"Let us not be blind to our differences, but let us also direct attention to our common interests, and the means by which those differences can be resolved. And if we cannot end now our differences, at least we can help make the world safe for diversity, for in the final analysis our most basic common link is that we all inhabit this small planet, we all breathe the same air, we all cherish our children's future, and we are all mortal."
So concluded Professor Jeffrey Sachs in the first of this year's Reith lectures this morning, after asking some challenging questions about the geo-political problems facing our generation as a result of living in an unprecedentedly crowded world:
Can it be true that because we don't want to talk to Iran, H5N1 won't pass through Iran, we won't have to deal with avian 'flu in places we don't want to speak to, because we put on pre-conditions to negotiations, that we can't see the commonality of our problems? And can it really be, ladies and gentlemen, that the solution to Darfur, one of the most urgent crises on the planet, is all about peacekeepers and troops and sanctions, when we know that in Western Darfur the rebellion started because this is just about the poorest place on the whole planet, where the rebellion started because there's not enough water to keep people alive, where the livestock have no veterinary care, where there's no basic infrastructure, where a power grid may be a thousand miles away? Can we really think that peacekeeping troops and sanctions will solve this problem?However, despite Sachs' infectious optimism, like a number of people in the audience, I felt that the kind of "gradual evolution in human institutions" that Sachs is calling for if mankind is to rise to these great global challenges requires too much faith in intergovernmental institutions and a step change in human nature which is simply not going to happen. Any thoughts anyone?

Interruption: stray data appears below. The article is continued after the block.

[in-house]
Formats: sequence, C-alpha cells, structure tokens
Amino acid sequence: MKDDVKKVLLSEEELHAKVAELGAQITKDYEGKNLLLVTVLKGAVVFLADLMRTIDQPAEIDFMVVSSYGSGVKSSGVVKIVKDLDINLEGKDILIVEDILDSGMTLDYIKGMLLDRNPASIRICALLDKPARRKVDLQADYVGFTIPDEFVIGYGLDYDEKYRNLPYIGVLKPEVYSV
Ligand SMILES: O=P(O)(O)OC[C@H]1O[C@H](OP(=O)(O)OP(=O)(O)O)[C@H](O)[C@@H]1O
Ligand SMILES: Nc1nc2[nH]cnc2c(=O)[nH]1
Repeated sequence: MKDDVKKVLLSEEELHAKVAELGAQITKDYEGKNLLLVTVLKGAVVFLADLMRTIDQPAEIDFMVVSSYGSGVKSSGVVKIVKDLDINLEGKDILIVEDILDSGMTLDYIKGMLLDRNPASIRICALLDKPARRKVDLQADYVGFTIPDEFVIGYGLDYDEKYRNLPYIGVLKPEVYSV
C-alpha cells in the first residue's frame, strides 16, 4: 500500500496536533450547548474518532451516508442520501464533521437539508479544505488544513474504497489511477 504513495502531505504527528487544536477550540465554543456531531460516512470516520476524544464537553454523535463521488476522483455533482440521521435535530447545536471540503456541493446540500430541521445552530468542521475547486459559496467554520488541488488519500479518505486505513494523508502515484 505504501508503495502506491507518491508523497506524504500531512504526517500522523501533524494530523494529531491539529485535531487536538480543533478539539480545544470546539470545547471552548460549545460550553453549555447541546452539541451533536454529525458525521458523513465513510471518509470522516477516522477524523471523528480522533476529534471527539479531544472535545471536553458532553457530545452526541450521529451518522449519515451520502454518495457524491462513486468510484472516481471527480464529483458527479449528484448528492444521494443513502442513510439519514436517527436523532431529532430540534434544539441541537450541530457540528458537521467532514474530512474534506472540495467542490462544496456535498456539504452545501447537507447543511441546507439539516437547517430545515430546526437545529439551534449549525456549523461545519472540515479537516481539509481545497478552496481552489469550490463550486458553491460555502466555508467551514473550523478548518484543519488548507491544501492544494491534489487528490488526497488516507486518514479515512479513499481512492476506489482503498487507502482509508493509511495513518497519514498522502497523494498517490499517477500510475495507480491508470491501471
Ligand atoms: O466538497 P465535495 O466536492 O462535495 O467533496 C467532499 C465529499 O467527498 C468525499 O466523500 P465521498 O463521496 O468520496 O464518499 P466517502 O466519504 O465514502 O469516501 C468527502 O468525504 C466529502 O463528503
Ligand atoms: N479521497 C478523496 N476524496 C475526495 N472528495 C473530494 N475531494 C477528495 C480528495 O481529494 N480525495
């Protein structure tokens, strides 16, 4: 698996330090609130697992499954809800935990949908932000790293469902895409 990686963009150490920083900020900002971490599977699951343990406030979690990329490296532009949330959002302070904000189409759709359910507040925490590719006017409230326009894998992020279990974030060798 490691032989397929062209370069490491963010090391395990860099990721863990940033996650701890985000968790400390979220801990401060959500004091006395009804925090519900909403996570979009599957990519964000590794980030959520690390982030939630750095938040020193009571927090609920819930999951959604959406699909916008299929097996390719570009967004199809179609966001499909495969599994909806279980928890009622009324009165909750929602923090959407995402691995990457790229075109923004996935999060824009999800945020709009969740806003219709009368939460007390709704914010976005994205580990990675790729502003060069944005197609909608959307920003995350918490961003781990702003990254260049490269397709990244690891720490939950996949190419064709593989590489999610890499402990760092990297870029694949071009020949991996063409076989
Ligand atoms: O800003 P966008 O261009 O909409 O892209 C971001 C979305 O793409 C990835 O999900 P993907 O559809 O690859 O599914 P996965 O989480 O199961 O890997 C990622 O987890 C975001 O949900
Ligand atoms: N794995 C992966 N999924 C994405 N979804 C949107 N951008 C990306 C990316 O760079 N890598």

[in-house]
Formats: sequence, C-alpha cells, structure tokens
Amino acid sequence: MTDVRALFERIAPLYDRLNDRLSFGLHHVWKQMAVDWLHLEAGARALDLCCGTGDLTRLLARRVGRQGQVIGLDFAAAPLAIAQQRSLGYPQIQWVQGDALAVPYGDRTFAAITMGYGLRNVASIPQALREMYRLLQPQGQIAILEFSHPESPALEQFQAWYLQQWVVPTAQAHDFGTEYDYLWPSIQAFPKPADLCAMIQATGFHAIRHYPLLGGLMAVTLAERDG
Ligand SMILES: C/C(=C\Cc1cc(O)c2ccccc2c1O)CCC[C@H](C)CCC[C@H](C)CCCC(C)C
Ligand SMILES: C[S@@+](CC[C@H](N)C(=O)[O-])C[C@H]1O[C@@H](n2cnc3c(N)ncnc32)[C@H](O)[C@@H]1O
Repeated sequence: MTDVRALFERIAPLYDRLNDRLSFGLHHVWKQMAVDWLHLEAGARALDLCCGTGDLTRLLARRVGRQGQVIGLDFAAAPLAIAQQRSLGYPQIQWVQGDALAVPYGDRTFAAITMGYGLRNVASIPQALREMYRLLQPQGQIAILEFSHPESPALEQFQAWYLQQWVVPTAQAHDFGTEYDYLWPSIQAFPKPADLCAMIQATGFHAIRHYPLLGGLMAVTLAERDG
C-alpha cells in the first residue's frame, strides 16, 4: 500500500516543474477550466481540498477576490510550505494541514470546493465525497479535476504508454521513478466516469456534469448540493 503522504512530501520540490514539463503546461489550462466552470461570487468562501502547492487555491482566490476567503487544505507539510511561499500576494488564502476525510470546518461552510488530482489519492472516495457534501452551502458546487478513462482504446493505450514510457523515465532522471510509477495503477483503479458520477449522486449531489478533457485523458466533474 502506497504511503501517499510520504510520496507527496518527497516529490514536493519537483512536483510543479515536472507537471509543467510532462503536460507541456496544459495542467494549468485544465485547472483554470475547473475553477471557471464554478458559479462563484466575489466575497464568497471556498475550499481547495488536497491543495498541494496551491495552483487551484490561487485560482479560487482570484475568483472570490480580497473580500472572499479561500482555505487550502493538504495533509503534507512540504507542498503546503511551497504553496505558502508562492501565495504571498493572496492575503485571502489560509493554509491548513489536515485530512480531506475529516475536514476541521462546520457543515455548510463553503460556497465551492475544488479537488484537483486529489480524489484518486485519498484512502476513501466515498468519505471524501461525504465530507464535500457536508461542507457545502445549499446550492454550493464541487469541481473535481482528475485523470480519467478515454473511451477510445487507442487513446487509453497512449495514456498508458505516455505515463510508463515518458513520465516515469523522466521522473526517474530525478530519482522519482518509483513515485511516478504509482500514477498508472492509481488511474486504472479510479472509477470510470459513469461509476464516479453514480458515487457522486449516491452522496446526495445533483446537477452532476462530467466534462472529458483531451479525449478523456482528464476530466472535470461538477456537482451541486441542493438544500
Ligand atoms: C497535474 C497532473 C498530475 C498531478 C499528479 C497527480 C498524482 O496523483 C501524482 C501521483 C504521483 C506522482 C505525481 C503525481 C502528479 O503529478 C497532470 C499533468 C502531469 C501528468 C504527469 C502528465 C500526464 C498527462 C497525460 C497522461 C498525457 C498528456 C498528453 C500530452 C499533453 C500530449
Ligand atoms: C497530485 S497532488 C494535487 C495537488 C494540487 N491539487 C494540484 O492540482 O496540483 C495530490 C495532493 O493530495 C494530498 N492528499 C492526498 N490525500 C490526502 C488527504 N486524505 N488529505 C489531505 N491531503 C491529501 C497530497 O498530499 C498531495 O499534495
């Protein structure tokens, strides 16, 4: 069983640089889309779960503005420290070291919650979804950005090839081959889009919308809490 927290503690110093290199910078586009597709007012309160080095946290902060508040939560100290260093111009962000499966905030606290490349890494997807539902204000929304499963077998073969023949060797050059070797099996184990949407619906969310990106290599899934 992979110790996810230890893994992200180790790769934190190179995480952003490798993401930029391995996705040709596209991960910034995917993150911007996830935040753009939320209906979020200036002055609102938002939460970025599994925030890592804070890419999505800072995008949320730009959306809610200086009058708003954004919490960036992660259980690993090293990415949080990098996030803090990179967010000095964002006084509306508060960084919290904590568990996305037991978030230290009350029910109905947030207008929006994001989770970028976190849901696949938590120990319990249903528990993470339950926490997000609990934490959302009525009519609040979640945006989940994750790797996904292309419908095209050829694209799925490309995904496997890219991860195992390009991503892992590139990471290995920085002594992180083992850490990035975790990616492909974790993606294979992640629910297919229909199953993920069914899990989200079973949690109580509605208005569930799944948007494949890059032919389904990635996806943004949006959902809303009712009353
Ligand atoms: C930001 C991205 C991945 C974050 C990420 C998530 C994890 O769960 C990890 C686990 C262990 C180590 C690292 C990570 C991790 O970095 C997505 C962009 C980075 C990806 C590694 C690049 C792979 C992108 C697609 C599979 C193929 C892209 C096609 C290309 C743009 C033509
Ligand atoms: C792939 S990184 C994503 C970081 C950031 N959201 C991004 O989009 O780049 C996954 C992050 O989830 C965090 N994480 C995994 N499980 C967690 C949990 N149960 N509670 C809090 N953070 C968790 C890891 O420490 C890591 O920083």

And how can it be, ladies and gentlemen, that we think we can be safe? We think we can be safe when we leave a billion people to struggle literally for their daily survival, the poorest billion for whom every day is a fight to secure enough nutrients, a fight against the pathogen in the water that can kill them or their child, a fight against a mosquito bite carrying malaria or another killer disease for which there's no medicine though the medicines exist and are low cost but there's no medicine in the village available to save the child and thus a million or two million children will die this year of malaria. How can we think that this can be safe? And how can we choose, as we do in the United States, to have a budget request this year of six hundred and fifty billion dollars for the military - more than all the rest of the world combined - and four and a half billion dollars for all of African assistance, and think that this is prudent? One might say oh it's a science fiction that a zoonotic disease could arise and somehow spread to the world, except that Aids is exactly that. How many examples do we need to understand the linkages, and the common threats, and the recklessness of leaving people to die, recklessness in spirit, in human heart, and in geo-political safety for us?